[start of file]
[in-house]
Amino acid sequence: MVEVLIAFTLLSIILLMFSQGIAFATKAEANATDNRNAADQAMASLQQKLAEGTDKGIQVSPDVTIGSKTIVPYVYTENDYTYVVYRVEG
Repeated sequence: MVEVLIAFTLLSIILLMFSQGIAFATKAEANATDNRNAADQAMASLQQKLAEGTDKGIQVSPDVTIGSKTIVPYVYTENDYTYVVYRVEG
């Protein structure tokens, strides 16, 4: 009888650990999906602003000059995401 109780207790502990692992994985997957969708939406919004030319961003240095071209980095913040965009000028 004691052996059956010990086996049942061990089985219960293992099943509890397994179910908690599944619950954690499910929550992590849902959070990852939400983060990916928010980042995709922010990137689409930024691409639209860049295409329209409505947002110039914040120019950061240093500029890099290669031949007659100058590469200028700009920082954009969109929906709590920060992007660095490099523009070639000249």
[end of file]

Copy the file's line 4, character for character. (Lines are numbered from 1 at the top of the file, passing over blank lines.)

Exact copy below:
């Protein structure tokens, strides 16, 4: 009888650990999906602003000059995401 109780207790502990692992994985997957969708939406919004030319961003240095071209980095913040965009000028 004691052996059956010990086996049942061990089985219960293992099943509890397994179910908690599944619950954690499910929550992590849902959070990852939400983060990916928010980042995709922010990137689409930024691409639209860049295409329209409505947002110039914040120019950061240093500029890099290669031949007659100058590469200028700009920082954009969109929906709590920060992007660095490099523009070639000249």